Zinc may act as a signaling molecule, both extracellularly (as in neurotransmitters) and intracellularly (as in calcium second-messenger systems). In nerve cells, zinc can be found in membrane-enclosed synaptic vesicles, from which it is released via exocytosis to bind ligand gated ion channels (such as NMDA receptors, Ca2+-permeable AMPA/kainite receptors, and voltage-dependent Ca2+ channels (VDCC)), activating postsynaptic cells . Additionally, changes in the concentration of intracellular free zinc control immune cell signal transduction by regulating the activity of major signaling molecules, including kinases (PKC, LCK), phosphatases (cyclic nucleotide phosphodiesterases and MAPK phosphatases), and transcription factors (NFkB).
In T cells, zinc treatment stimulates the kinase activity of PKC, its affinity to phorbol esters, and its binding to the plasma membrane and cytoskeleton , while zinc chelators inhibit the induction of these events . Zinc ions also promote activation of LCK, a Src-family tyrosine kinase, and its recruitment to the T cell receptor complex . The interaction of LCK with CD44 is also zinc dependent . The release of zinc from lysosomes also appears to promote T-cell proliferation in response to IL-2R activation. Here, zinc causes its effect through the ERK pathway, possibly by inhibiting the dephosphorylation of MEK and ERK . Additionally, zinc regulates inflammatory signaling in monocytes treated with lipopolysaccharide (LPS), interacting with cyclic nucleotide phosphodiesterases and MAPK phosphatases [38–40]. NFkB is a transcription factor involved in cellular responses to stressful stimuli including cytokines, free radicals, ultraviolet irradiation, oxidized LDL, and bacterial or viral infection that plays a key role in regulating the immune response . Zinc regulates upstream signaling pathways leading to the activation of this transcription factor , as well as potentially regulating NFkB itself . Interestingly, peripheral blood mononuclear cells (PBMC) from zinc-deficient elderly individuals show impaired NFkB activation and diminished interleukin (IL-2) production in response to stimulation with the mitogen phytohemagglutinin (PHA), corrected by in vivo and in vitro supplementation of zinc .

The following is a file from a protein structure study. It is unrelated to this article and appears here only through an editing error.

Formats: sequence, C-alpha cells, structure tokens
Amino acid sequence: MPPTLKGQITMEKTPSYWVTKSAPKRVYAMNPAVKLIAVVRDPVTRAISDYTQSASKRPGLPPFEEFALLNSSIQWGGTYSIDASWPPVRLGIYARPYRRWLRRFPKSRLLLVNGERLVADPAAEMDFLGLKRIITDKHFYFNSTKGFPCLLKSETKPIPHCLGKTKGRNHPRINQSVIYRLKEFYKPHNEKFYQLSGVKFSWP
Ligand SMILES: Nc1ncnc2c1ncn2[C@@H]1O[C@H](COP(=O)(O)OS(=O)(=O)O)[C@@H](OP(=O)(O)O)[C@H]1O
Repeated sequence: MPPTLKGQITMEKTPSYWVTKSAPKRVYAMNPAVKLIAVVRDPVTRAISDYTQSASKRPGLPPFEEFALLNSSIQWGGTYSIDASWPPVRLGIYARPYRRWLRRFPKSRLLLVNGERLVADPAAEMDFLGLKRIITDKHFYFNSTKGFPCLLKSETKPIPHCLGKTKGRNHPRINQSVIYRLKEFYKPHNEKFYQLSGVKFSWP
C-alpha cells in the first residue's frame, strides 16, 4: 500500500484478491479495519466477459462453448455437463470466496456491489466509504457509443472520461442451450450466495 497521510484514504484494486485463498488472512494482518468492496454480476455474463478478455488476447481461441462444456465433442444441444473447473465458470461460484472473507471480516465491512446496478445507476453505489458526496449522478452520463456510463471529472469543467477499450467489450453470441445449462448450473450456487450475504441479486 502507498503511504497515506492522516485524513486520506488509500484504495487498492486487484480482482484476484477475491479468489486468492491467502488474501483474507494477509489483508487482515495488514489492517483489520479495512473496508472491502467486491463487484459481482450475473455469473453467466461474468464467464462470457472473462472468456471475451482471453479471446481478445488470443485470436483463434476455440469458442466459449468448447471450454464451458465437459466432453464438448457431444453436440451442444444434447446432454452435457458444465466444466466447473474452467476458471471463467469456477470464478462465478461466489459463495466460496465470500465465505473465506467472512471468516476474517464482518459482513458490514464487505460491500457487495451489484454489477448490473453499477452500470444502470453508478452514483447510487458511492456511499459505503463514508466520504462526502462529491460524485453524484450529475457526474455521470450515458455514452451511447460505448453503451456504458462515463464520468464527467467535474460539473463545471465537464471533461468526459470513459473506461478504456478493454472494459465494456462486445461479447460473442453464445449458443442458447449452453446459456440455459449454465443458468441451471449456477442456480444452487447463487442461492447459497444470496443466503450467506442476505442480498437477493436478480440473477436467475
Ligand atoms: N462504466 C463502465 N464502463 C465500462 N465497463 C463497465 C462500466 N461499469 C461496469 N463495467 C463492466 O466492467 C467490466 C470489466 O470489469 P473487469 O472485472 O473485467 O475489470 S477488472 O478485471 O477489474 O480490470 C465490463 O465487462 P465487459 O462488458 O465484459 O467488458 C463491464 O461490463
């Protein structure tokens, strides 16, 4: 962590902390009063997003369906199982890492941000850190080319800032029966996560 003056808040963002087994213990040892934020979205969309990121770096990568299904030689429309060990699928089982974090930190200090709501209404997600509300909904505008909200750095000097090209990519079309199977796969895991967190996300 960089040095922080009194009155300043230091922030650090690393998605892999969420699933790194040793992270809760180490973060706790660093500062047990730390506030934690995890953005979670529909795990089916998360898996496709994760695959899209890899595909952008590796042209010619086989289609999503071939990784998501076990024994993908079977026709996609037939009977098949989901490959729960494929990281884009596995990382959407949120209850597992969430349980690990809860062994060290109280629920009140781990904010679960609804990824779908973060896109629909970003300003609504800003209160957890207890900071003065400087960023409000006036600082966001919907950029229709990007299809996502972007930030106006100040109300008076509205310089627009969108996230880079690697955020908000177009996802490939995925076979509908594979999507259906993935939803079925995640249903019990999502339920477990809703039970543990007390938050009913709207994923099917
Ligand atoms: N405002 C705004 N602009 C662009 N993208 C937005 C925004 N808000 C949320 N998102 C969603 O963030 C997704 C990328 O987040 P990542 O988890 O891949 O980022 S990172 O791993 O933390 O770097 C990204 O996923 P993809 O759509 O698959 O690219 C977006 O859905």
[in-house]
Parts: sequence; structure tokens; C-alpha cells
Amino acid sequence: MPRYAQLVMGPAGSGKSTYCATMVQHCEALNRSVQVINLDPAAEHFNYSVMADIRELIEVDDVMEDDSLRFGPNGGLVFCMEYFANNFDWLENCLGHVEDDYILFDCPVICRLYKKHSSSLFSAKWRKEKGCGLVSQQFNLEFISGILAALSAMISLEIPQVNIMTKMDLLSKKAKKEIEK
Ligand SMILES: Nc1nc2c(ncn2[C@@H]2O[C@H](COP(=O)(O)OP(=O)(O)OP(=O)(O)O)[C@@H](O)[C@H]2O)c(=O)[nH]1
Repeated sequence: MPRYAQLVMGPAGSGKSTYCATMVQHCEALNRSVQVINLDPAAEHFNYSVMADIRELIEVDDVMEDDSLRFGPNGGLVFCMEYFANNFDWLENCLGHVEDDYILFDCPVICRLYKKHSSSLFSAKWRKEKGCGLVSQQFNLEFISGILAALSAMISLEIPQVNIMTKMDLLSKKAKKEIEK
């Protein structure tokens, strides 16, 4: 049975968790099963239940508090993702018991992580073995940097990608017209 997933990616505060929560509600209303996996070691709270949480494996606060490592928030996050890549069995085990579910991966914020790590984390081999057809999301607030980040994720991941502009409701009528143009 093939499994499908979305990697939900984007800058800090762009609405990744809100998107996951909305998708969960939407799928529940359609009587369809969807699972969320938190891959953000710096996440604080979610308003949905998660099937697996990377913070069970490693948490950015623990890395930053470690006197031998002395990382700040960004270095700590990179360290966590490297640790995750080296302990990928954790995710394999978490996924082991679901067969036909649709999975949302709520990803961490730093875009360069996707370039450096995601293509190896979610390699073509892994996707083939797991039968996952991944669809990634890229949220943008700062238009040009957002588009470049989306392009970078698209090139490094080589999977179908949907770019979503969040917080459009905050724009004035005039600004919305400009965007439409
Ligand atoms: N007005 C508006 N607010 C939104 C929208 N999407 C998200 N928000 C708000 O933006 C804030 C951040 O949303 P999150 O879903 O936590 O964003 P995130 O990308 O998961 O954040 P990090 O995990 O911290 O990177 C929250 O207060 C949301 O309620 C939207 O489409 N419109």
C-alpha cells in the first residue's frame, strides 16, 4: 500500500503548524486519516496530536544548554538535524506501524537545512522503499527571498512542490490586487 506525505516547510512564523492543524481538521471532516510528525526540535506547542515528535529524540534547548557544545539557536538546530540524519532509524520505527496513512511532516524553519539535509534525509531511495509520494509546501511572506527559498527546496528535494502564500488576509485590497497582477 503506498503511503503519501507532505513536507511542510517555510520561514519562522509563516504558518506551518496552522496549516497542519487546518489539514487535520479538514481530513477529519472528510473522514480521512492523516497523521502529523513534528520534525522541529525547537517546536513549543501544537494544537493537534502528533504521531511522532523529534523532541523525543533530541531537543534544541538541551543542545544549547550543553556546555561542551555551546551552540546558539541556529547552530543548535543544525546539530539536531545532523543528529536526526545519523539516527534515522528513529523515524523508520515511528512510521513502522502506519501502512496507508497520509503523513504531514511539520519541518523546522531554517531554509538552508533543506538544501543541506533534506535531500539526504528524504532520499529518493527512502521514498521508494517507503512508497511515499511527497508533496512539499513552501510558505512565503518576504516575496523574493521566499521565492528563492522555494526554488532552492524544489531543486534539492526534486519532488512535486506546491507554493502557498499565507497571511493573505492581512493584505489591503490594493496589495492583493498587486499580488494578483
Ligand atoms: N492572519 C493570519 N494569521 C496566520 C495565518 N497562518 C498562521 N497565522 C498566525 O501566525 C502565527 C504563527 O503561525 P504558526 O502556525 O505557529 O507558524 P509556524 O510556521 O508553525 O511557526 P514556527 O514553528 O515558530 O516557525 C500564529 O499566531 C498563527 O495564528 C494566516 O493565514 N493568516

In studies measuring changes in intracellular ions such as calcium and magnesium, the tools used are partially sensitive to zinc as well. Accurate measurement of intracellular zinc requires indicators with high zinc selectivity. Currently, the single wavelength dye FluoZin-3 (Invitrogen) responds to small zinc loads, is insensitive to high calcium and magnesium ions, and is relatively unaffected by low pH or oxidants . It is noteworthy that FluoZin-3 fluorescence is non-ratiometric and thus precludes a precise quantitative determination of labile zinc, a long sought after goal. Measuring "free zinc" is complicated by the relative abundance of unoccupied high-affinity binding sites in most cells. Correctly ascertaining free zinc would depend on several factors, including the buffering capacity and the dissociation constant of the zinc chelating agent [45, 46].